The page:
If you’re a martial arts and film fan of a certain age, you might recall some reports floating around in the early 2000s about Jet Li being considered to play a guardian angel-like character for the Oracle in the Matrix sequels. The Wachowski Sisters eventually cast Taiwanese actor and martial artist Collin Chou as this character, known as Seraph, and he did a fantastic job with the part.
Here he is in action:
But some fans were left wondering what had happened with their original choice.
Li has casually addressed his decision to turn down the role of Seraph since then. In 2002, he gave this polite answer to the BBC:
“I thought The Matrix was already very successful. The Wachowski [sisters] are friends of mine. They wrote a small, unique part for me for Part 3 [The Matrix Revolutions]. The film is still going to be successful, so why did they need Jet Li? We don’t want to see one action movie with everybody in it. The audience – who do they choose?”
In early 2003, he told CNN that he wanted to make the 2002 wuxia film Hero instead:
“The Wachowski [Sisters] is a friend of mine. They are very talented director. Also have Wu-Ping, so, without Jet Li, must be great. So, that way I don’t want to spend two years to make that film. If I made Matrix, I cannot make Hero. So… I think sometimes you get something and sometimes you lose something. And I tried my best, I got Hero. I do it. I appreciate the director give me a chance to play this movie.”
Almost two decades later, though, we have a clearer picture of the deep thought process that went into this choice. In a recent interview translated by Abacus, Jet Li discussed a major concern that led to his eventual refusal.“It was a commercial struggle for me. I realized the Americans wanted me to film for three months but be with the crew for nine. And for six months, they wanted to record and copy all my moves into a digital library,” he said. “By the end of the recording, the right to these moves would go to them.”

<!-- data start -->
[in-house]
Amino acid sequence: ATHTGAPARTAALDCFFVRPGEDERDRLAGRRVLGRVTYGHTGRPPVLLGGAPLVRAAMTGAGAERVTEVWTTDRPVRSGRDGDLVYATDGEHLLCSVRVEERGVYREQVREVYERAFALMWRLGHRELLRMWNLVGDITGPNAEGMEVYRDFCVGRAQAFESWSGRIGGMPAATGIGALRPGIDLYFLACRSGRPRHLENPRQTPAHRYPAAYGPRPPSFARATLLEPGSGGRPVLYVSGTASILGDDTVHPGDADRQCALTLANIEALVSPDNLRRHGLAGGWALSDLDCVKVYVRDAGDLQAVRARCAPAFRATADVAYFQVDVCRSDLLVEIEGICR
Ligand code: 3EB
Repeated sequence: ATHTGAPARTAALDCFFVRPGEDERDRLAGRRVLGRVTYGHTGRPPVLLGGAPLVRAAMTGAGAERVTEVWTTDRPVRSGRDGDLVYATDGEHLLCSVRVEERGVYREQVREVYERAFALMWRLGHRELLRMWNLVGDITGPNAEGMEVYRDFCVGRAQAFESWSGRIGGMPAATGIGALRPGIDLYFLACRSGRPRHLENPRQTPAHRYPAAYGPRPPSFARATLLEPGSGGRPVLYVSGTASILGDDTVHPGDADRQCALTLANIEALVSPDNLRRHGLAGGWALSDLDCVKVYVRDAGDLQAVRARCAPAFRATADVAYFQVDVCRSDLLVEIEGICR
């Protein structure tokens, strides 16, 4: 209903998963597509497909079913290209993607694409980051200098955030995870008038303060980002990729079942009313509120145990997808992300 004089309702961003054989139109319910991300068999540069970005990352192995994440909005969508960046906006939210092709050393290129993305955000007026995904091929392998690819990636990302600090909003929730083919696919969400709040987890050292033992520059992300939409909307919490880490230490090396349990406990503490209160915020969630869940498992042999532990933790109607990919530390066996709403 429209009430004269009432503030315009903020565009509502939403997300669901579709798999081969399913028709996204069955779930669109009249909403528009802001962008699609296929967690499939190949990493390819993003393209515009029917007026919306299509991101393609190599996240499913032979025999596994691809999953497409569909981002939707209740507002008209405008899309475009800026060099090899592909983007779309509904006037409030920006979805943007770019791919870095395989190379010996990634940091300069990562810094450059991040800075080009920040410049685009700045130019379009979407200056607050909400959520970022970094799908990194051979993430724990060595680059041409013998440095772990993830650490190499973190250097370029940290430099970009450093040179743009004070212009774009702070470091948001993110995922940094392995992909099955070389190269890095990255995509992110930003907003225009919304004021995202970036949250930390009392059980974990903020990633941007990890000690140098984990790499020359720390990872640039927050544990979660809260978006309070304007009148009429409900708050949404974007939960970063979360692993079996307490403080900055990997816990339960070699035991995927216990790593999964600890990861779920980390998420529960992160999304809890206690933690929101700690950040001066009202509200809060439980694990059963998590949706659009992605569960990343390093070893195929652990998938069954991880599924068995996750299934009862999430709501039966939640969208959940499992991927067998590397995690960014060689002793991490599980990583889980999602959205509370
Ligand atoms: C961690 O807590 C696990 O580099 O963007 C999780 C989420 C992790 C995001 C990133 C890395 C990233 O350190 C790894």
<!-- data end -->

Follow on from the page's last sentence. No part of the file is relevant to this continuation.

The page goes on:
This process left Li with some serious concerns for its long term implications. “I was thinking: I’ve been training my entire life. And we martial artists could only grow older. Yet they could own [my moves] as an intellectual property forever. So I said I couldn’t do that.”
There are two reasons why these relatively simple statements have gained so much attention. First of all, Jet Li’s ability to see this issue so clearly back in the early days of the millennium is a true testament to his genius as a martial arts star. Years before holograms and CGI performances were more than a passing fantasy for many people in arts and entertainment, he was able to see how technology was evolving, think about its long-term applications, and make a decision that protected him, his art, and the very tradition of martial arts on film.
But it also speaks to a greater issue that many of us are facing in so many facets of society today. From late musicians and actors being “resurrected” in hologram form on stage and computer-generated performances on film to the increasing prevalence of robots in the work force, we’re faced with a whole new set of questions about what human work and performance will mean in the future. When everything from our labor to our creativity can be produced by machines and computers — when even this very blog could be written by a robot in the not do distance future — how do we preserve the importance of our efforts? How do we take pride in them?
It’s entirely possible that the next generation of martial arts stars won’t have the same choices that Li was able to make and that they won’t be able to protect their practice and the martial arts that they represent as clearly as he was at the time. But that doesn’t mean that all hope is lost. In fact, as we learn to live with automation and computerizations, martial arts and martial arts culture might be uniquely qualified to help us figure out how to successfully combine what we have done in the past with what can do in the future.
Since their very inception, martial arts have grown with the times. They’ve gone from their most literal interpretation as battle arts used in martial situations to the combat sports, self defence systems, and performance arts that we know and love today. They’ve been adapted for stage and screen. They’ve been taught to every age group and every ability for purposes ranging from a hobby to a lifelong calling. No matter how much things change, though, there are some important fundamentals that remain the same: the respect that we have for tradition, and for hard work.
No matter what comes next, that spirit that has guided so many before us — including Jet Li himself — will continue to live on in us and in the generations that follow us.
Are you a Jet Li fan? Are you a Matrix fan? What do you think of his decision? Let us know in the comments!
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